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Virology. 1990 Jul;177(1):116-23.

Sequence analysis of P gene of human parainfluenza type 2 virus: P and cysteine-rich proteins are translated by two mRNAs that differ by two nontemplated G residues.

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Department of Microbiology, Mie University School of Medicine, Japan.


We cloned and sequenced the cDNAs against genomic RNA and mRNA for phosphoprotein (P) of human parainfluenza type 2 virus (PIV-2). cDNA clone from genomic RNA was 1439 nucleotides in length excluding poly(A) and was found to have two small open reading frames encoding proteins of 233 and 249 amino acids. Two different mRNA cDNA clones were obtained; that is, one mRNA contained a smaller reading frame coding 225 amino acids, V protein, and the other mRNA contained a larger reading frame coding 395 amino acids, P protein. Both mRNAs had G cluster in coding frame. The former mRNA contained seven G residues, and two extra G residues were inserted in the latter mRNA. Ten cDNA clones from the genomic RNA were identical and were composed of seven G residues, indicating that genomes analyzed here were a homogeneous population. Therefore, V protein is encoded by faithfully copied mRNA and P protein is translated from mRNA in which two additional G residues are nontemplately inserted immediately after seven genomically encoded G residues. The V and P proteins are amino coterminal proteins and have different C termini. The C terminus of V protein is cysteine-rich and bears some resemblance to metal-binding protein of the zinc finger-type motif. P protein sequence of PIV-2 showed high homologies with SV 5 (40.4%) and mumps virus (35.5%), and a moderate homology with Newcastle disease virus (20.6%). On the other hand, very little homology was found between PIV-2 and other paramyxoviruses including Sendai virus, PIV-3, and measles virus. The cysteine-rich region in V protein was found to be highly conserved in PIV-2, SV 5, and measles virus, suggesting that V protein of paramyxoviruses plays important roles in transcription and/or replication. The predicted cysteine-rich V protein was detected in virus-infected cells using antiserum directed against an oligopeptide specific for the predicted V polypeptide.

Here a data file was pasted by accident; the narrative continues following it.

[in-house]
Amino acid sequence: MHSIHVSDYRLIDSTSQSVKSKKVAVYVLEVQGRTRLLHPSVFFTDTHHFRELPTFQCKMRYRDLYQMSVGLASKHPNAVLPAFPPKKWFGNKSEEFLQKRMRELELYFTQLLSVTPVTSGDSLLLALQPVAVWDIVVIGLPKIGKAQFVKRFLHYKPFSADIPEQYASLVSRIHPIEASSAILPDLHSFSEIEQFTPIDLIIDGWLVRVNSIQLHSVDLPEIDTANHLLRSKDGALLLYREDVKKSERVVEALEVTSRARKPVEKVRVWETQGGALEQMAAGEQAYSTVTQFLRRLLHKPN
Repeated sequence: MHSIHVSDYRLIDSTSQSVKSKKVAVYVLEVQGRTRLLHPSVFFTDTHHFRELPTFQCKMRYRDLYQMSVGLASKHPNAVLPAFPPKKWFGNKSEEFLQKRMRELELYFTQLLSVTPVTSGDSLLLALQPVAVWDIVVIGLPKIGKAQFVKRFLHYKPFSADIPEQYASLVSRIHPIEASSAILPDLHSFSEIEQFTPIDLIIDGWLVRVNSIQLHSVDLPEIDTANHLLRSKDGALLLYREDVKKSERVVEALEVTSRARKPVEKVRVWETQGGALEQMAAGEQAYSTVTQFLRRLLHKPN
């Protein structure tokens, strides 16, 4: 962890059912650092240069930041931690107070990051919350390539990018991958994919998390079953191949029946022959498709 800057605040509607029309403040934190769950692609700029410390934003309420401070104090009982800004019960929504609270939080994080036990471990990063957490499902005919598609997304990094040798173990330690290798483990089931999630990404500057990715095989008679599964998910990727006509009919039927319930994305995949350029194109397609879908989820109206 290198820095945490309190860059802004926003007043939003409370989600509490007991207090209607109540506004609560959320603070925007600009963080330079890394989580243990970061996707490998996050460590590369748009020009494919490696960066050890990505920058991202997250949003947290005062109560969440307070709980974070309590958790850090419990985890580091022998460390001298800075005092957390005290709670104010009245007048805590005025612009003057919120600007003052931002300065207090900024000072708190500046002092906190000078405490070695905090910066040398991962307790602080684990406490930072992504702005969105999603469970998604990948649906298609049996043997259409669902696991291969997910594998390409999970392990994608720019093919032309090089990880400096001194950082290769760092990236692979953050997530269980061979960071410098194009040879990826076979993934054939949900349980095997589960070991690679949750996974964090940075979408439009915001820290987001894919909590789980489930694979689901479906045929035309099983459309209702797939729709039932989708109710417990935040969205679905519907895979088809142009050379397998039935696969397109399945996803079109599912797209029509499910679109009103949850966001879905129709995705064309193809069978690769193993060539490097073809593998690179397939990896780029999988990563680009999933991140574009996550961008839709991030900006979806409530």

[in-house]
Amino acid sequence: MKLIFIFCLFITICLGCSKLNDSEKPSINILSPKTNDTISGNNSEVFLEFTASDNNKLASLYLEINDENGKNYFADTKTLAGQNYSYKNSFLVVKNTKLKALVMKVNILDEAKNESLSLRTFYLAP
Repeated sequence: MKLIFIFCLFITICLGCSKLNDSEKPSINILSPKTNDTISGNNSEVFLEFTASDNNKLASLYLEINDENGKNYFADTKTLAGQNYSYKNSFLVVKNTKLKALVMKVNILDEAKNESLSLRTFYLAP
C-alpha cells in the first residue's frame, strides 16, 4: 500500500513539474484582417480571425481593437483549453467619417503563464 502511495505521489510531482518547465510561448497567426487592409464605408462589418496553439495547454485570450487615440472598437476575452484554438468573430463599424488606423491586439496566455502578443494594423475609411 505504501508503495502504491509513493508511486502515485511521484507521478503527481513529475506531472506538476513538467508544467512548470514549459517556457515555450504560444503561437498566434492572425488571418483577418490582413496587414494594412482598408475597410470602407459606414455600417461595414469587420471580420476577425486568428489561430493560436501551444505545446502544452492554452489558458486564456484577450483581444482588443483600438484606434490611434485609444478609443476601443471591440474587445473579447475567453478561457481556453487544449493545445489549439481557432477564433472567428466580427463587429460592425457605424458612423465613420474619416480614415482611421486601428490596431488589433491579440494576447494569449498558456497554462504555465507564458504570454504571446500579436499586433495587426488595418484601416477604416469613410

[Indexed for MEDLINE]

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